The Creative Types
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The Buckleys | Musicians

Musical talent runs deep in the Buckley family. Mick, Sharon and their four youngest children have recently returned from the USA, where their family band, The Buckleys, played shows in Nashville, wrote songs with Grammy-nominated country music songwriters, and met with record labels.

They played at the famous Bluebird Café, on the same stage where Bob Dylan and Taylor Swift have trodden. “For them to get invited to play there, that was cool, man,” says Mick.

Sisters Sarah and Molly are out in front on guitar, mandolin, ganjo and vocals, while brother, Lachlan, plays bass and dad, Mick, keeps time on the kit.

“We’ve been around instruments our whole life,” says Molly. “We’ve always been writing songs,” ads Sarah. The US trip was a dream come true for the girls, who love country music.

“When I was 12 years old, I was going to get to Nashville by the time I was 16,” says Sarah. “So everything in the last 4 years has been leading up to that.”

Lachlan prefers ‘70s and ‘80s rock and roll over country, but he “does what we tell him to”, jokes Sarah. Mick starts singing a Deep Purple riff in solidarity and Lachlan just laughs.

The kids’ orientation towards country music wasn’t accidental. Mick wanted them to have a broad knowledge of the different types of music out there. “I don’t like doof parties and all that sort of stuff and drugs that go along with them,” he says. “So I thought, the furthest away from that you can get is busking on the street at Tamworth.”

The band went to the Tamworth Country Music Festival to busk, and ended up in the grand final of the busking competition, playing on the main stage to thousands of people. Since then they’ve gone from strength to strength, appearing on the bill at festivals up and down the east coast, and winning song-writing accolades in the USA.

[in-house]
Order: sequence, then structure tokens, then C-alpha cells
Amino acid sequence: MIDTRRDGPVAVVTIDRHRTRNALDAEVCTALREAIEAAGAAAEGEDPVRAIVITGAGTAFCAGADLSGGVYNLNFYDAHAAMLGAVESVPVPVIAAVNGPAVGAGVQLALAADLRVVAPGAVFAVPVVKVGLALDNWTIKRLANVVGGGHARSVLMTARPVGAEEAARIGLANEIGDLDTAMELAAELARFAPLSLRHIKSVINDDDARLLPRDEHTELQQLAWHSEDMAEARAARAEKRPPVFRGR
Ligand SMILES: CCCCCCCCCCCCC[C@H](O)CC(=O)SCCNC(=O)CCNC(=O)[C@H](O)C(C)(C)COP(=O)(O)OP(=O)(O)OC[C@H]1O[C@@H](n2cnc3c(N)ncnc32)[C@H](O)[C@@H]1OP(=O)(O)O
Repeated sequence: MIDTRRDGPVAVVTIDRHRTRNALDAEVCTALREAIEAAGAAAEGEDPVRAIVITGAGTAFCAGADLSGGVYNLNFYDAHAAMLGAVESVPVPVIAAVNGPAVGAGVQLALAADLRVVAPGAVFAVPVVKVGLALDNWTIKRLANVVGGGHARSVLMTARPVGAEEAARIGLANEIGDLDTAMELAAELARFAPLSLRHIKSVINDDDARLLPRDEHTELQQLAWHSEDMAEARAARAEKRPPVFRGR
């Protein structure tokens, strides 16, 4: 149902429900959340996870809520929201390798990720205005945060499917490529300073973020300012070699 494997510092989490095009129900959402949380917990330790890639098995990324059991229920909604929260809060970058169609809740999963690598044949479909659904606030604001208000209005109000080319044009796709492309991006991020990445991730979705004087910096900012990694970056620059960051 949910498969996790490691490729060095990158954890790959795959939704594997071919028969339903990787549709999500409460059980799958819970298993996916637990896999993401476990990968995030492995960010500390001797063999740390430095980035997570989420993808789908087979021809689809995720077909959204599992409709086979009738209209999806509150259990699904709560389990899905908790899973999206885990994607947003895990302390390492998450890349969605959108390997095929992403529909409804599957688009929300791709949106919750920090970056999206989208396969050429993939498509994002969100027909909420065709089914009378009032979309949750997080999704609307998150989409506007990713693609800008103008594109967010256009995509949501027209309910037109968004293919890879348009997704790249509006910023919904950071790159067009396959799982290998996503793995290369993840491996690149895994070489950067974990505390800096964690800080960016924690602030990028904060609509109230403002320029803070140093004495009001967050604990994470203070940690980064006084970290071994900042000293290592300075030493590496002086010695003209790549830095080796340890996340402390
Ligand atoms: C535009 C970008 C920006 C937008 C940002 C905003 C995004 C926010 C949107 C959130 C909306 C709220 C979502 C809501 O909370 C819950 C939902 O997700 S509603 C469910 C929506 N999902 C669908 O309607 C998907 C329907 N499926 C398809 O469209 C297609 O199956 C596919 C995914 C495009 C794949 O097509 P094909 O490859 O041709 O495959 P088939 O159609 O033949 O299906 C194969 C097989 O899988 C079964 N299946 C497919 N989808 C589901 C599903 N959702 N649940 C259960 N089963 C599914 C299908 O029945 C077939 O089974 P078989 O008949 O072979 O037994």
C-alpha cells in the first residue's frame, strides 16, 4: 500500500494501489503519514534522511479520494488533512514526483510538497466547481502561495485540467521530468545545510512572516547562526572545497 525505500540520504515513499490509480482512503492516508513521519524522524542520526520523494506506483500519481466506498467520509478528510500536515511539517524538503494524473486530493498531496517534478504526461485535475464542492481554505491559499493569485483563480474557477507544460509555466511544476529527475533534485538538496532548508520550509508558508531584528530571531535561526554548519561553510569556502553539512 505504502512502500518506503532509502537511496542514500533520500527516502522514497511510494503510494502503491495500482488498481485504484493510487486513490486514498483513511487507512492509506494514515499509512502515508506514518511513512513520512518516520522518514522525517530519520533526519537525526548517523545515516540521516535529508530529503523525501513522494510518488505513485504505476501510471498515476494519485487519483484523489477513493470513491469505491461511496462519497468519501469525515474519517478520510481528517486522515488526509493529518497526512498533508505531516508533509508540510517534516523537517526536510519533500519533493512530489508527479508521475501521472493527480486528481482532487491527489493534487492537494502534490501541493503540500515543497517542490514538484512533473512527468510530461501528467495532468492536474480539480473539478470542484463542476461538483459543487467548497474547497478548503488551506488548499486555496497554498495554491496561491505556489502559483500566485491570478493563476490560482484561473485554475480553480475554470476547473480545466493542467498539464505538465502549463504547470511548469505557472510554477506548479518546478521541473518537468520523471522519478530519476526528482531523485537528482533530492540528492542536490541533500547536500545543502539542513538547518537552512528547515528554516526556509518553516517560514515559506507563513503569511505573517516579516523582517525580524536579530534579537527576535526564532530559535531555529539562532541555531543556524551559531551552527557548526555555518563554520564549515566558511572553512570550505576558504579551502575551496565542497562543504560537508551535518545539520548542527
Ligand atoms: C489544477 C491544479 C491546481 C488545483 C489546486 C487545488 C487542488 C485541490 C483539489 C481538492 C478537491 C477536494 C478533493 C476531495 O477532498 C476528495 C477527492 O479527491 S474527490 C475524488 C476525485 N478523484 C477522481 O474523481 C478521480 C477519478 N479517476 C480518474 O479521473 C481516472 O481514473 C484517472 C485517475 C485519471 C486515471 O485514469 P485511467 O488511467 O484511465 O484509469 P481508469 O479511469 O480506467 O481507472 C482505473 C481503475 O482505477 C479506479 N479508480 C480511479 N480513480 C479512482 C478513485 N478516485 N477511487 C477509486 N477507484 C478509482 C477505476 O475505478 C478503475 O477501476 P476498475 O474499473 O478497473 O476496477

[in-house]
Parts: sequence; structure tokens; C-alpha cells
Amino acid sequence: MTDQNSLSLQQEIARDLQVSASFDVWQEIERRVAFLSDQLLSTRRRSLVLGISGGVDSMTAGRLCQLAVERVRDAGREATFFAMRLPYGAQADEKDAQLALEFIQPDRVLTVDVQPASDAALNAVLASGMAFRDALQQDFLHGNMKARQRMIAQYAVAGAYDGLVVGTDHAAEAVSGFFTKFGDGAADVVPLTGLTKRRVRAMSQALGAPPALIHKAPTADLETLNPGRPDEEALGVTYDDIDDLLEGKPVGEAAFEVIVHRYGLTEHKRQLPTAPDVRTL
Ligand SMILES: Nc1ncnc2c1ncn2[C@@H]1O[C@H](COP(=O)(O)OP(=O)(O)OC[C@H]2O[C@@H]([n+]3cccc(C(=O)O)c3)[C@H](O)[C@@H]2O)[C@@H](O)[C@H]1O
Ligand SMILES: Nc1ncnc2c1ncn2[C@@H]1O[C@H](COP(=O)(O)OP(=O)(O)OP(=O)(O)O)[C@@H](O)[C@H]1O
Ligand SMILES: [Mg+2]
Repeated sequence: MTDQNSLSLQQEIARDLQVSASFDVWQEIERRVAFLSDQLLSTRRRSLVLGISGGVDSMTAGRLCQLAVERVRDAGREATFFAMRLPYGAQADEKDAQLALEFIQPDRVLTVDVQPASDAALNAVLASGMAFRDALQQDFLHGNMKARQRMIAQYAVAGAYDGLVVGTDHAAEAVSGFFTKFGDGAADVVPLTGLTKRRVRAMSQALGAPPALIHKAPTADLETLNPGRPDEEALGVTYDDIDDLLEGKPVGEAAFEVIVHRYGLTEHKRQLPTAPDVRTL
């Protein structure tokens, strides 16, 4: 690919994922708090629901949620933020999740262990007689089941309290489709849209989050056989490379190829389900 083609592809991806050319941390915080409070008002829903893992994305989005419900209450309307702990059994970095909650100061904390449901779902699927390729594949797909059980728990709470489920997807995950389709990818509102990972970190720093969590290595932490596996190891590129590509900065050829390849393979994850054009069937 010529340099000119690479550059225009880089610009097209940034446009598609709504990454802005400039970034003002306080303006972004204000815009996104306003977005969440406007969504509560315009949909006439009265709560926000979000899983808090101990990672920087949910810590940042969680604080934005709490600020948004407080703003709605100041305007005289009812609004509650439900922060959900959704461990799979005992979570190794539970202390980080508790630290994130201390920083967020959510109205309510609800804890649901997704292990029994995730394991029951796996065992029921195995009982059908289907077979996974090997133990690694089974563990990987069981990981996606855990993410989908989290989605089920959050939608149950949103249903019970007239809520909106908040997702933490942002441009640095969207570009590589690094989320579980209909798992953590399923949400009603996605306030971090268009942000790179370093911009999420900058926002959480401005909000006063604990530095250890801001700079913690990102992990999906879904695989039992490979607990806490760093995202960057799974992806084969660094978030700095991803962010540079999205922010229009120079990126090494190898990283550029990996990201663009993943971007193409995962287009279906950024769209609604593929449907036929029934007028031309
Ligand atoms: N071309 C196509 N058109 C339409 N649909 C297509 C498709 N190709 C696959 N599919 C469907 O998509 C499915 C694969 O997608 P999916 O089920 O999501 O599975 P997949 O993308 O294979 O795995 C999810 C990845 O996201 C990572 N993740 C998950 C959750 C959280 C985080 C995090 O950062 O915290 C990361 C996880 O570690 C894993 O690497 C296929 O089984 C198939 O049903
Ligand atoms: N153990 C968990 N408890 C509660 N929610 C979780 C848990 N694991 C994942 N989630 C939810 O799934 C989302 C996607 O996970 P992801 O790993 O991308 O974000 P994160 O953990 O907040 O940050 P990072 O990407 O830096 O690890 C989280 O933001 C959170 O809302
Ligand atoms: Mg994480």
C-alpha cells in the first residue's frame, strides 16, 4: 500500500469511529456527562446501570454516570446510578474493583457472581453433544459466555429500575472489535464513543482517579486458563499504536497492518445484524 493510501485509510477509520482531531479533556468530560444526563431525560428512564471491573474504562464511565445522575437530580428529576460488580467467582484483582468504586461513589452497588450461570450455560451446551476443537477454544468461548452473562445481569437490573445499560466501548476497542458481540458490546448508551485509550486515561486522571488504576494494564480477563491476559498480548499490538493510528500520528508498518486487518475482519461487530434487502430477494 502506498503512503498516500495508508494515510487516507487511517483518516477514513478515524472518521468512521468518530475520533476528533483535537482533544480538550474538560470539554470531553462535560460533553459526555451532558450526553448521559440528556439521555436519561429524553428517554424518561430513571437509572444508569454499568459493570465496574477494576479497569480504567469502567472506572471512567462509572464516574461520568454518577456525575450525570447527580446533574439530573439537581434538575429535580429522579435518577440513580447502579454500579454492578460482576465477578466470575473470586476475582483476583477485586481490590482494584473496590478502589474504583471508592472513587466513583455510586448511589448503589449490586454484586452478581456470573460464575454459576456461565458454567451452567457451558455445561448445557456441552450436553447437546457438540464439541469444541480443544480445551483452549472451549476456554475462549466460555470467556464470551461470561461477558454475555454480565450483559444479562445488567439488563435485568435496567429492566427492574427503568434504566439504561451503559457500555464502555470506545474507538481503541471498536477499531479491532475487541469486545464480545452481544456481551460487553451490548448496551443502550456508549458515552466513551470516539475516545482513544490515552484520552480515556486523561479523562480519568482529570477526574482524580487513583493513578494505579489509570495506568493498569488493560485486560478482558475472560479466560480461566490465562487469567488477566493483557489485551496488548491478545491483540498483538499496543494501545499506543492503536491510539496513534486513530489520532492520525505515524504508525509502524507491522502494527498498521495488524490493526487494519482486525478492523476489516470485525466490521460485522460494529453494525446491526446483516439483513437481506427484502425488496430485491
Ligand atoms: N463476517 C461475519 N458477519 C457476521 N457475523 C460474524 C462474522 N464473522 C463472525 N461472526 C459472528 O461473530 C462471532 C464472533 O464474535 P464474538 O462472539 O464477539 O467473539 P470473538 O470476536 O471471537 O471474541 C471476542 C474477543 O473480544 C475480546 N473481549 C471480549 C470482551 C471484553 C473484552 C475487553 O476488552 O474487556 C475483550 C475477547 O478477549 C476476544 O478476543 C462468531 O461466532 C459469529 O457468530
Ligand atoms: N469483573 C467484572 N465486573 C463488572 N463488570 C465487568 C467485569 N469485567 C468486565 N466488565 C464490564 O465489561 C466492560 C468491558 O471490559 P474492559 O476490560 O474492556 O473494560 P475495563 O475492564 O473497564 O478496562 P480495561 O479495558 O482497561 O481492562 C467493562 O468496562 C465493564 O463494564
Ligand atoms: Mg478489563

Mick was brought up in the traditions of jump swing and 1940s boogie woogie. “I had six sisters, and my dad and my uncle played boogie woogie New Orleans piano. Apparently I used to sit on their knee and all my sisters used to sing in the lounge room in north Sydney,” he says. He got taught a few chords on the piano and the rest is history.

Mick has had a successful and varied musical career. He’s played in bands since high school, and has been a professional musician ever since. He spent several years as the drummer for the legendary pub rock band, The Radiators, touring constantly.

“Playing 6 nights a week, full houses everywhere. 1980s A Grade rock and roll, really crazy stuff,” he says.

Apart from those rock and roll days, most of the music Mick plays is grounded in jump swing. “You go out and play all sorts of stuff, but it’s always based on that,” he says. “It’s all about entertaining. Smiles on dials,” he grins. It’s how he turned himself from a drummer into a solo pianist playing in clubs around Sydney.

“I knew how to play rockabilly piano. There was a job going at Penrith Panthers Leagues Club for $350 a night playing a grand piano. So I got that job, wearing a suit and tie. I had an hour’s worth of material, and I needed 4,” he chuckles.

That led to Mick joining the Yee Haa Boys, a country swing band who had several hits and top ten country singles with songs he had written. These days Mick has a number of ensembles that keep him busy: a big band, two duos, a jump swing/rockabilly band and solo work, as well as the family band.

“I like to keep local, because as soon as you start playing on a bigger level you’re touring, and I’ve done that all my life,” says Mick. “All that glitters isn’t gold. I’d prefer to be doing what I’m doing.”

For Mick, that means playing shows up and down the North Coast and in Queensland, and coming home to Clunes in between, where he’s now lived for 18 months. Sharon is a midwife by day and band manager by night, or maybe that’s the other way around. “That’s the big achievement, keeping everyone happy,” says Mick. “We came to Clunes, and everyone is happy.”

At the moment The Buckleys are busy working on some more songs for an album (they’ve got an EP already), as well as co-writing songs with songwriters in the USA.

They are also looking forward to playing at the Mullum Music Festival in November this year. It’s shaping up to be a good year, and Mick is enthusiastic about what’s coming up. “I can’t help but bloody get excited about it!”

 

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